WHAT IS AN INDEX FUND
Many investors who are new to the market aren’t aware of index funds (IFs). But as an investor, it is smart to know about all types of funds to choose from, before you make an investment. This will help you choose instruments that best suit your requirements and financial goals.
To help you make a more informed choice, we have outlined everything you must know about index funds in India. Starting with the definition, you will find out how the fund works, its types, objectives, who should invest in this fund and how it is different from an active fund. You will also learn about the reasons to invest in such a fund and get some investment tips.
WHAT IS AN INDEX FUND?
An index, like the Nifty or Sensex, is made up of a set of securities. These securities are held in different proportions (for example, stock A may contribute 8% weight to the index, stock B may contribute 12% and so on). An index fund is a mutual fund that has a portfolio which mirrors the components of market indexes.
Index funds in India provide broad market exposure at low operating costs. These funds follow specific rules and standards that do not alter whatever the state of the market is. Most IFs are also exchange-traded funds (ETFs).
Such funds are passively managed funds because they merely track the performance of a particular index. Passively managed funds do not require a fund manager to actively churn the portfolio, as the fund needs to simply hold the stocks in the same proportion as the index. Such a strategy translates into lower management costs. While actively-managed funds have an expense ratio of about 1-2% on regular plans, index funds come with an extremely low expense ratio of approximately 0.20% or lower. As a result, these funds are generally considered as ideal core portfolio holdings for retired people living off a fixed pension income.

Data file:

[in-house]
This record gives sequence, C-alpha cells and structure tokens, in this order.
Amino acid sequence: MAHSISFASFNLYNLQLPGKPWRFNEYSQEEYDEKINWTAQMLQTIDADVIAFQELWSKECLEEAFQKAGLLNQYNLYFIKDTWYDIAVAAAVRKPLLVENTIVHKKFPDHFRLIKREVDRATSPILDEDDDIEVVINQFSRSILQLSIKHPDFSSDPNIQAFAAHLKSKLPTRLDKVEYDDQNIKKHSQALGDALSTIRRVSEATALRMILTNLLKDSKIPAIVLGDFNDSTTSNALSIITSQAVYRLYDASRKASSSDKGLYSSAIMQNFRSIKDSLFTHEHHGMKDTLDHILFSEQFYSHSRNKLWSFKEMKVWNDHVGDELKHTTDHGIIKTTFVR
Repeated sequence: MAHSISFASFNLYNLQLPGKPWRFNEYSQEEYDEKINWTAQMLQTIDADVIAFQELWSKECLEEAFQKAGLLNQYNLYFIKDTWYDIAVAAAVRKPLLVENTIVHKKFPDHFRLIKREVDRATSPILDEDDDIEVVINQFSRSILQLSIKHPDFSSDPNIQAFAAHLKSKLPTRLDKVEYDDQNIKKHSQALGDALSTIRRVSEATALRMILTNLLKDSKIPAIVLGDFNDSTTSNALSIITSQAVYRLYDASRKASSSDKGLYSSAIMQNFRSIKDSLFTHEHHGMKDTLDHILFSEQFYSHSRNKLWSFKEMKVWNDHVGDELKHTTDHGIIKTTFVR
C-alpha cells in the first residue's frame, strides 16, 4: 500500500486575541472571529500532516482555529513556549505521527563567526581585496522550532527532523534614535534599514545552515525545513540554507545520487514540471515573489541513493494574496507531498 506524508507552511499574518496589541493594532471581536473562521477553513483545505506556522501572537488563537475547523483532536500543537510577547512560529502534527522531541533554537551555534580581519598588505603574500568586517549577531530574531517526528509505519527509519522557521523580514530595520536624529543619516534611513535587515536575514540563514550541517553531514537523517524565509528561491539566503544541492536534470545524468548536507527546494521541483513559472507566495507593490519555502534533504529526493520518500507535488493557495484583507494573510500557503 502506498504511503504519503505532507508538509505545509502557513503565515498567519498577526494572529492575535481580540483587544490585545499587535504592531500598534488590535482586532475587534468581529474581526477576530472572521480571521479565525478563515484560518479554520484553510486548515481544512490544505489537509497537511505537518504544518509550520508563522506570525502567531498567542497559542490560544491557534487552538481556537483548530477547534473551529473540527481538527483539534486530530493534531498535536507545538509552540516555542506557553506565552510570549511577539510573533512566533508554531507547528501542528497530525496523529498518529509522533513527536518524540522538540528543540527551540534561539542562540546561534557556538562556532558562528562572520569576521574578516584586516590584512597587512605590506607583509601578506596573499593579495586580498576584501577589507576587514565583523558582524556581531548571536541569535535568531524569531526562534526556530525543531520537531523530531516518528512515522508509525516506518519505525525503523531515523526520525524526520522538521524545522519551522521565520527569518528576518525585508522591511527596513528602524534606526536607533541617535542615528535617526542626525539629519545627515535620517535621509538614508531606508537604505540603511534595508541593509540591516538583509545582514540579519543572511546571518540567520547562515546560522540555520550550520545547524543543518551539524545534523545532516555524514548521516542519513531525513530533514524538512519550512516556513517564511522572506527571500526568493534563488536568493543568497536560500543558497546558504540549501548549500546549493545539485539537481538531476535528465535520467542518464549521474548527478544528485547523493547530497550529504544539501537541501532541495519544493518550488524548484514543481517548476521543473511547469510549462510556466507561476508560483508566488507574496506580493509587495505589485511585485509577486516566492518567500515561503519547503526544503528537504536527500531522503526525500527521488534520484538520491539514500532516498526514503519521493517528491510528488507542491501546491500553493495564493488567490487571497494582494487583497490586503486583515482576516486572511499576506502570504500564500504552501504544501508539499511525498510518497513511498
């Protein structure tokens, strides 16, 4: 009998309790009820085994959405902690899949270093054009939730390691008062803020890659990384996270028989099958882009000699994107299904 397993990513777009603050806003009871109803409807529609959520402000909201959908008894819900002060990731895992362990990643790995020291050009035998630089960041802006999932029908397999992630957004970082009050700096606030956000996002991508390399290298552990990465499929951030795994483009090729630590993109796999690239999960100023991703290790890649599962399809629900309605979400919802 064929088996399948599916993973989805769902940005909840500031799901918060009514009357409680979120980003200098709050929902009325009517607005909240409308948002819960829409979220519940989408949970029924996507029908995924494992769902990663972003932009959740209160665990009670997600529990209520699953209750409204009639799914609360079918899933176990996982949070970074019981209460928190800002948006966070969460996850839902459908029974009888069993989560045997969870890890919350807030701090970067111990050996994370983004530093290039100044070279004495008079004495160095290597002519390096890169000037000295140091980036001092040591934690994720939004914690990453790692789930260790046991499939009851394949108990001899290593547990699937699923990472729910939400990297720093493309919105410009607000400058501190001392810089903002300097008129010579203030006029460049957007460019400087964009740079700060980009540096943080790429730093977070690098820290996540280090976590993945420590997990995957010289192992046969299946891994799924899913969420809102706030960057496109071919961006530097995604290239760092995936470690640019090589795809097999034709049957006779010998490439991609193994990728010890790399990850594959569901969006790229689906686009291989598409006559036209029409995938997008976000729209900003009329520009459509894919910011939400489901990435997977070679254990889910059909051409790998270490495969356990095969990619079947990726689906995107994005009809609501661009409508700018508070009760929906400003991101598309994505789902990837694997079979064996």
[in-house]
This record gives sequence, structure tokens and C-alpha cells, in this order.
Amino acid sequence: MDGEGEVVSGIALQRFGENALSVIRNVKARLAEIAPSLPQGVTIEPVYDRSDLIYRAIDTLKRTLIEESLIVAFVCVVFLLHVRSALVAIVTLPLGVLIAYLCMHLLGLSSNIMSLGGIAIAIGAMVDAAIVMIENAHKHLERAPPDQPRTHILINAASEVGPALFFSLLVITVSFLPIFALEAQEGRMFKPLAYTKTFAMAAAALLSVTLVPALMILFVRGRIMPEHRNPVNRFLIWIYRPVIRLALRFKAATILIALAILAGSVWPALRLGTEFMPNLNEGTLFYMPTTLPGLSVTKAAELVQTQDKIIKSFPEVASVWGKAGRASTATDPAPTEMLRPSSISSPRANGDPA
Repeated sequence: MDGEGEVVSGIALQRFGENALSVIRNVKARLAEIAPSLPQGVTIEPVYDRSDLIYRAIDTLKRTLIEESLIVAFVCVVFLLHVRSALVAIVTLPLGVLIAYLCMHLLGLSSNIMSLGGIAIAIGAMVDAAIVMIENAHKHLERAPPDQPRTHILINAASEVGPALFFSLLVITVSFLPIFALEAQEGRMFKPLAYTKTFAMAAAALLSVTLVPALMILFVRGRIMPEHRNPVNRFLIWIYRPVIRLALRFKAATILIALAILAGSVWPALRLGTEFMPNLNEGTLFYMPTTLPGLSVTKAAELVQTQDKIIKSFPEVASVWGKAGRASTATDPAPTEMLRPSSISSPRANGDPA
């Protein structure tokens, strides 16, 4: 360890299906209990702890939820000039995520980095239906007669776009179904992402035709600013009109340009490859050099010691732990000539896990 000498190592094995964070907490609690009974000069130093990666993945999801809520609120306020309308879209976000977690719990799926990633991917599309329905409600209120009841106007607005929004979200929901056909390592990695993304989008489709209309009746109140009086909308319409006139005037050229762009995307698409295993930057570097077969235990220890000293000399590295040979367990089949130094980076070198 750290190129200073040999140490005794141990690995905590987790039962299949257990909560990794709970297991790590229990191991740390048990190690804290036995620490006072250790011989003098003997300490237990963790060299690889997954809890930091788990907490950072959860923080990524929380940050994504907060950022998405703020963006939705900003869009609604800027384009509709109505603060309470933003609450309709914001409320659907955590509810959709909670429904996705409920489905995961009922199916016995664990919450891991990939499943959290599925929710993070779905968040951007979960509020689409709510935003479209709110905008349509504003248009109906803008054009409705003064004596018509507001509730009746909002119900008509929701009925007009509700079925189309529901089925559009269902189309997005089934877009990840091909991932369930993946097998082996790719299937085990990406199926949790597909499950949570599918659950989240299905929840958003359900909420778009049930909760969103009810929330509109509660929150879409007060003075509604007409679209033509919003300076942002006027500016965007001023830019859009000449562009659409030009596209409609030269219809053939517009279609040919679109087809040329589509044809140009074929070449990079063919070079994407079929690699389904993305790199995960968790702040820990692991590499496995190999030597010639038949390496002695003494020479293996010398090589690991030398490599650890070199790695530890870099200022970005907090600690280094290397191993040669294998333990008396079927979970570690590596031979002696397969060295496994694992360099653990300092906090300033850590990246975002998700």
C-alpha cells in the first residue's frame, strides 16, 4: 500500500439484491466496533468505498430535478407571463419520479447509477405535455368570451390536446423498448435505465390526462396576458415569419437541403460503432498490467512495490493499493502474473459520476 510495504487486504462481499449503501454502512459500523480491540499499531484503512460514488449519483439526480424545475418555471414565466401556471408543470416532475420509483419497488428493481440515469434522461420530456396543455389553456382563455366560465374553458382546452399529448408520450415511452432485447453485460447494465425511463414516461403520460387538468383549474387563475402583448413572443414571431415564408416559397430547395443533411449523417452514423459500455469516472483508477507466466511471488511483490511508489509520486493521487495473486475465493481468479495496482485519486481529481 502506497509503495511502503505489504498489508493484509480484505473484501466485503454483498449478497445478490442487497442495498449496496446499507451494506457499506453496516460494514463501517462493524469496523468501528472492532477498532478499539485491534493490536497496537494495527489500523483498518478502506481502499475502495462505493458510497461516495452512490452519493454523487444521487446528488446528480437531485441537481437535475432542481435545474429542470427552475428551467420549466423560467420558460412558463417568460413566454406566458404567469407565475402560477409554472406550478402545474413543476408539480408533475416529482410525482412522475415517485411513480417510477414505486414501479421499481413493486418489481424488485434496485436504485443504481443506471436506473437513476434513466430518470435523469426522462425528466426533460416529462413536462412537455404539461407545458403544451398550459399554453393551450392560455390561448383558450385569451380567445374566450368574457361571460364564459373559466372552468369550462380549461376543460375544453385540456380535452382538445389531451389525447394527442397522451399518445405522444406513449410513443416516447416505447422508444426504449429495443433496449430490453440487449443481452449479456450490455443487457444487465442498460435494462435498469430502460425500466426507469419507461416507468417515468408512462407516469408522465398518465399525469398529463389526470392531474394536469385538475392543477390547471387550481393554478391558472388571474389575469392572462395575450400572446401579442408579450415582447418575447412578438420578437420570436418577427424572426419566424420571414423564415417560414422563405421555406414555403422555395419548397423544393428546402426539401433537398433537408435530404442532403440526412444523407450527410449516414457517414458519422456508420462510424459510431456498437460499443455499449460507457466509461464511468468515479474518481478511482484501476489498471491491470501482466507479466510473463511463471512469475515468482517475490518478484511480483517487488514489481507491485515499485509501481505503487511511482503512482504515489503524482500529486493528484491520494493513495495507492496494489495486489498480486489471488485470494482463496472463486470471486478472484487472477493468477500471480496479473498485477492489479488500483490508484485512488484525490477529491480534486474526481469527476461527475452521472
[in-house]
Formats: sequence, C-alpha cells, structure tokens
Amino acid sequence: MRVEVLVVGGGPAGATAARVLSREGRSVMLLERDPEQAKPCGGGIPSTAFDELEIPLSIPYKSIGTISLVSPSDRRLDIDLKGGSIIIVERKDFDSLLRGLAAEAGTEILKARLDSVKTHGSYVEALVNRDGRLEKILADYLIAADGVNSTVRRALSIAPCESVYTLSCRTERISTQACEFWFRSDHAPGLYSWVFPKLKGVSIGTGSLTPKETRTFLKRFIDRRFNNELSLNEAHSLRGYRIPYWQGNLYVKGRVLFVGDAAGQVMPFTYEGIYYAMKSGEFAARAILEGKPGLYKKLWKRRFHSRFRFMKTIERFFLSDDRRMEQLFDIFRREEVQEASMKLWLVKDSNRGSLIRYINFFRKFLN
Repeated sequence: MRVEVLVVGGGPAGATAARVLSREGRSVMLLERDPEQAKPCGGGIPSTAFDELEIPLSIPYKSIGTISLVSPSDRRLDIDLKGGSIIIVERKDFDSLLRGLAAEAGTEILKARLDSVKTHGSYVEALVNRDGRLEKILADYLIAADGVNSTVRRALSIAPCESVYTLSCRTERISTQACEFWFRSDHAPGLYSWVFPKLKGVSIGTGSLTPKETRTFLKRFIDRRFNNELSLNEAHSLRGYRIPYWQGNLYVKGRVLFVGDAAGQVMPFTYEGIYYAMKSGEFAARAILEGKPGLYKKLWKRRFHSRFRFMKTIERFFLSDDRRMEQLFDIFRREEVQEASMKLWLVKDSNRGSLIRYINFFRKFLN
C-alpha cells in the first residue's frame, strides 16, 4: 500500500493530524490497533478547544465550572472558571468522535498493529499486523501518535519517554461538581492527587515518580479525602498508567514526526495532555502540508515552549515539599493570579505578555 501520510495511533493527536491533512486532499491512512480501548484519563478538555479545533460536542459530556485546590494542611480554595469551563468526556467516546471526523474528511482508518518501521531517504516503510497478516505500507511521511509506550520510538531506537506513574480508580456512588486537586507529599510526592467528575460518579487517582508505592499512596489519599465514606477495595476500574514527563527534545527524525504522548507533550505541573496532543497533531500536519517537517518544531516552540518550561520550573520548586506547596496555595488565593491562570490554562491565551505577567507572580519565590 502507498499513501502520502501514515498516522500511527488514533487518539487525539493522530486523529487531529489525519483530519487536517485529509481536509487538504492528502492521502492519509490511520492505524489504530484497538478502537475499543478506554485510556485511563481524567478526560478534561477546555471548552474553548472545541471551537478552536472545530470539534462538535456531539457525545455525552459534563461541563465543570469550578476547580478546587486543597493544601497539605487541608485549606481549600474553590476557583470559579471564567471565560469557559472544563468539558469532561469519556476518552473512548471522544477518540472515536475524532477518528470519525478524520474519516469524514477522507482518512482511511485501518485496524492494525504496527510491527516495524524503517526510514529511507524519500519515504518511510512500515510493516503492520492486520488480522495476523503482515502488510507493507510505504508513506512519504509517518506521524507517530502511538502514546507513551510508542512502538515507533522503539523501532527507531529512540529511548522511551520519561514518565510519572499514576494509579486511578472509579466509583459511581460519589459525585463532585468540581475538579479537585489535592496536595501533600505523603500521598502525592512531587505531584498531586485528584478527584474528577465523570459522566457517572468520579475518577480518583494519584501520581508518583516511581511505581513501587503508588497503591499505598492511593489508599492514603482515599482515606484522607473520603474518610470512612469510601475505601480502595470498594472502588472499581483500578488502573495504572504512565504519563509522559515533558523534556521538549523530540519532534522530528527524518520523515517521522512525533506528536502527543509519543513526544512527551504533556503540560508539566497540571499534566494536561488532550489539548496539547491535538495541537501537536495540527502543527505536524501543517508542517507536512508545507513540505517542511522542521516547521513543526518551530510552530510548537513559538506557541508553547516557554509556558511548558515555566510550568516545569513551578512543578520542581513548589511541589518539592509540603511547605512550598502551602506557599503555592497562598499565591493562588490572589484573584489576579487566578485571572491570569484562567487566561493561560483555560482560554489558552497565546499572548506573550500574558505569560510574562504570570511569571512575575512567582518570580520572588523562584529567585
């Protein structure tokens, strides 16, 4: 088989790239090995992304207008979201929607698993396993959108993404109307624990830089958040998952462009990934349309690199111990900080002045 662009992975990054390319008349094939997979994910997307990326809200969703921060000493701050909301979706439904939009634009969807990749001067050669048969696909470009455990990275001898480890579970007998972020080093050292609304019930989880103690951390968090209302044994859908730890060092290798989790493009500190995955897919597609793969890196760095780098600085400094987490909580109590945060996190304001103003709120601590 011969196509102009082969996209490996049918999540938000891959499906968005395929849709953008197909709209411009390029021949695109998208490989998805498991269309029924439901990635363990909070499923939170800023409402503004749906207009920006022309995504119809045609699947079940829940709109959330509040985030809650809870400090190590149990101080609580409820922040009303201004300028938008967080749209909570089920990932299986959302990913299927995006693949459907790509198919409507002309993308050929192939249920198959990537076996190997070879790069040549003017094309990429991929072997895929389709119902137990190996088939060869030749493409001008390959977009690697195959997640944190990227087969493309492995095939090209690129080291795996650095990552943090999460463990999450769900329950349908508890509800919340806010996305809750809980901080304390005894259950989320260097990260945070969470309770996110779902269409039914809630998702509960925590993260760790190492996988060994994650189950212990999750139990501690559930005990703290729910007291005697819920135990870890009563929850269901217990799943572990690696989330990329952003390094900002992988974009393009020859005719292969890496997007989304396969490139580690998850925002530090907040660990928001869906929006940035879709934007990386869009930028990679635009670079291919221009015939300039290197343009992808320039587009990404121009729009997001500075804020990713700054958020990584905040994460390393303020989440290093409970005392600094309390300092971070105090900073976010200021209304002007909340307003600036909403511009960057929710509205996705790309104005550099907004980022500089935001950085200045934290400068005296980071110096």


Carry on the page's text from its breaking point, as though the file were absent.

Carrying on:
However, simply knowing the definition is not enough. It is important to understand how this fund works.
HOW DOES IT WORK?
As we explained above, an index fund basically mirrors an index like the Nifty or Sensex. However, it differs from a typical equity fund in that a fund manager does not have any say at all when it comes to stock selection. The portfolio of IFs in India continues to mirror that of an index at any given time, with regards to both; the choice of stocks as well as the percentage holding. As a result of this correlation, the Net Asset Value or NAV of any given index fund, moves in tandem with that of the index it tracks.
Let us look at it with an example
Let’s say the Sensex index rises by 15% in a month, the NAV of an index fund based on the Sensex will also roughly rise by 15% over that same period. Conversely, should the Sensex drop by 12%, then the index fund NAV will also drop by the same 12%.
TYPES OF INDEX FUNDS
Such funds are broadly classified into three categories. These are:
Broad Market – These funds typically track bellwether indices such as Nifty or Sensex, which cover a large swathe of the market. These index funds invest in indexes designed to track the performance of the entire market or its subset, for instance, large-cap stocks (for example the Nifty 100).
Global – Also known as International Index funds, these are meant to provide investors exposure to stocks around the world (for example, stocks that make up the Nasdaq 100).
Sector-specific– These funds track a sector’s performance (for example, Nifty Bank).
The key objective is to generate returns which are commensurate with the performance of the index it tracks, subject to errors associated with tracking. Generally, such funds allocate 95% funds into securities which are covered by the index, whereas the remaining 5% may be allocated to money market instruments or kept in cash.
If an investor has a long-term financial goal and is willing to stay invested for a longer duration, specifically in large cap-index stocks, he could potentially generate returns which are similar to that of the stock market. In such situations, the investor’s objectives may correspond to the fund’s objective.
TIPS FOR INVESTING IN INDEX FUNDS
If the idea of investing in IFs in India appeals to you, follow the tips below before making an investment: